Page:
Penny, I am a PhD neuropharmacologist with emphasis in Functional Brain Imaging trained at Cornell in the reductionist processes that a scientist usually is. I point to the work of Sir John Eccles, Noble Laureate, who described the correlation between mental processes and neural activity. In other words, when you do anything or think anything or move your arm for instance, what happens in the brain prior to that? Yes, there is activity in the premotor cortex and motor cortex which initiates the movement. But what happens prior to that; Electrical activity cannot be spontaneous; the question is what gives rise to this in the first place. John Eccles described mental phenomenon preceding electrical activity in the brain; he became a dualist at the end and realized that activity in the brain arising out of nothing was not possible; the tenets of cause and effect require a genesis of activity and that likely serves as the bridge between our free will and action. He further described elements which today are mentioned in the literature as quantum mechanics that serve to link this non tangible and tangible aspects of neural activity. I personally believe that mental phenomenon cannot be specifically centered in the constraints of time/space in the physical brain and there is something else which links this together. This corresponds with memory as well. Consider the cloud computing phenomenon where you can store large amounts of data remote from your computer and have it recalled by your computer. This is likely very similar to some form of field where by memory is stored and can be recalled in the brain. Regardless, this is a fascinating area and has led me to not believe in a purely reductionist hypothesis. Something is going on and for skeptics to outright deny is wrong.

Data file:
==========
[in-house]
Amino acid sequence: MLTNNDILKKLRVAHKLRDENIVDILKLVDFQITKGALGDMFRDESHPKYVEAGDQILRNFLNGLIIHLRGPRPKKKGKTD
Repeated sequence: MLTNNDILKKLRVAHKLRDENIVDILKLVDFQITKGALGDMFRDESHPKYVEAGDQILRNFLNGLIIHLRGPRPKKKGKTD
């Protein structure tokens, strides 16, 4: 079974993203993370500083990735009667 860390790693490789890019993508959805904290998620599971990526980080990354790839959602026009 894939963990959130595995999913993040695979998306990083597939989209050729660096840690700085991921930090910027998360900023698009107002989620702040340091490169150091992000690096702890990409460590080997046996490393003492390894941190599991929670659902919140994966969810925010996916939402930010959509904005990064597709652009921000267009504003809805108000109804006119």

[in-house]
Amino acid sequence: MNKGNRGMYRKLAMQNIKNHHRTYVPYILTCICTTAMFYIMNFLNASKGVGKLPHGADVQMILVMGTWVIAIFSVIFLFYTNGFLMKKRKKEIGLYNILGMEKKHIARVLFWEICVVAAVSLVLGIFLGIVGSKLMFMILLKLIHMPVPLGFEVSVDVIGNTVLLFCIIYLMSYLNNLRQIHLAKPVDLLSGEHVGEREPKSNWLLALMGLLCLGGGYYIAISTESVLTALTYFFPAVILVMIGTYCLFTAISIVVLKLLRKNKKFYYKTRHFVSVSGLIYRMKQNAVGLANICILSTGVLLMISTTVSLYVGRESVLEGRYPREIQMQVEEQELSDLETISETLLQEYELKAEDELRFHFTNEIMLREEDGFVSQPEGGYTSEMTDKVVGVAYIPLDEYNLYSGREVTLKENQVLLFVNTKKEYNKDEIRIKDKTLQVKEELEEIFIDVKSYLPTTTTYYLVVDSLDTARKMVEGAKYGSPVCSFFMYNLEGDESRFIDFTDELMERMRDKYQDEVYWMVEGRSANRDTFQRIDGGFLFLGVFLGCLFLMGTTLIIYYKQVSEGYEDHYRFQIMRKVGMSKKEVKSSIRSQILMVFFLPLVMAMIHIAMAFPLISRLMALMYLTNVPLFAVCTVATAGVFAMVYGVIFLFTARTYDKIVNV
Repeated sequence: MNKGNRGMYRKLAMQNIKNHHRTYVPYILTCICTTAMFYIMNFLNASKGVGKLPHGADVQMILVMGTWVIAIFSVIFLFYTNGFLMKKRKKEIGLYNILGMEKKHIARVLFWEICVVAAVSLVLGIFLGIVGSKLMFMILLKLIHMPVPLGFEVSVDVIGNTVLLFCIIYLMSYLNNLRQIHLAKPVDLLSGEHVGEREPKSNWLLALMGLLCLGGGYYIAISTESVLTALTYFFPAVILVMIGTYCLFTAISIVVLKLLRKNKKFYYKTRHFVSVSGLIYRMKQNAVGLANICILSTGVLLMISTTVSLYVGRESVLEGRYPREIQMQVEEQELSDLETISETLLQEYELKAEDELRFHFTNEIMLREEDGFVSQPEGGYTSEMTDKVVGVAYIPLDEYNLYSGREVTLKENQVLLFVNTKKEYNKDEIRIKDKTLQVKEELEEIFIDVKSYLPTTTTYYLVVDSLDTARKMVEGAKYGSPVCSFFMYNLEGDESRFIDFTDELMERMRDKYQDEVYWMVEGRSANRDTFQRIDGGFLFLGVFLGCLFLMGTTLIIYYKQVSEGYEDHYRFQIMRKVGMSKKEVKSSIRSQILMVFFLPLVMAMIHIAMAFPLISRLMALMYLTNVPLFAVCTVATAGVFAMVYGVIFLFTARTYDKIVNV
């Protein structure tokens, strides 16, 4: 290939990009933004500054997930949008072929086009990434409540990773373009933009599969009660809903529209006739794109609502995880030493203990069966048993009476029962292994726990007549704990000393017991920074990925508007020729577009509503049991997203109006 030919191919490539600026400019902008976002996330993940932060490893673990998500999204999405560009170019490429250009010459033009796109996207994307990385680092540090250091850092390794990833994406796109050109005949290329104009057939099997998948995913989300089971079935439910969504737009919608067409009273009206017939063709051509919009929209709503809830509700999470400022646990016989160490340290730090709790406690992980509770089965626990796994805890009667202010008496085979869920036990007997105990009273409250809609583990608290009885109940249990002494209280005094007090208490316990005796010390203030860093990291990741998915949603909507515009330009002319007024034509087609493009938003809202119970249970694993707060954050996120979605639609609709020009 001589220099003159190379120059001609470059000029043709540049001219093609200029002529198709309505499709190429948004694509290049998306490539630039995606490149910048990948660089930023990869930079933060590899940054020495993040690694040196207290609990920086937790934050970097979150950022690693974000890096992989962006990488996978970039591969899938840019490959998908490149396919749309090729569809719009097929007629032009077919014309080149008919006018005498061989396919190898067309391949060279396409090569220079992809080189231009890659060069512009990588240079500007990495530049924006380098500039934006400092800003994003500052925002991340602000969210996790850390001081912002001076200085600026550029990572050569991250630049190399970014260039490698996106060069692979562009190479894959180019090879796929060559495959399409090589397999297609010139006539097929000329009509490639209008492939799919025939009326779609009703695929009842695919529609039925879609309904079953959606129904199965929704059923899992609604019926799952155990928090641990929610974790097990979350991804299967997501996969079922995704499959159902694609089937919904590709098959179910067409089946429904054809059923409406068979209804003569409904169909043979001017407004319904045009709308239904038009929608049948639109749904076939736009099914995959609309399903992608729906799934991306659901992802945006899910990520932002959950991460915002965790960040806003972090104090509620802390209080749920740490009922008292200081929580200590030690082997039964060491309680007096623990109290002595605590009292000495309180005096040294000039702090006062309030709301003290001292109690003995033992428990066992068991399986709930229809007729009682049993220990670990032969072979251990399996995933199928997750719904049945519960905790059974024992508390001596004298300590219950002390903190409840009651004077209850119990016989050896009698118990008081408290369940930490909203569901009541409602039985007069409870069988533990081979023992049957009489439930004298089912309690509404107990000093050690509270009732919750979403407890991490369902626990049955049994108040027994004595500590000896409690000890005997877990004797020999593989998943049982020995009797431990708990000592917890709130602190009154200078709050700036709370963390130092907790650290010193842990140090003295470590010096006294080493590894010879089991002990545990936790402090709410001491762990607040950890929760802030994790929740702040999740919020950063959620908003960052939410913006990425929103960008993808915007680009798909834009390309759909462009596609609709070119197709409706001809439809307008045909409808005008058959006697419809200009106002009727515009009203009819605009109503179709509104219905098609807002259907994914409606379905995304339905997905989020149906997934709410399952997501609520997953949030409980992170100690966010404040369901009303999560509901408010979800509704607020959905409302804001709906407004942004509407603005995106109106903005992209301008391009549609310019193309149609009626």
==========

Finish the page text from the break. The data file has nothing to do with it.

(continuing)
In a second comment Dr Berman wrote: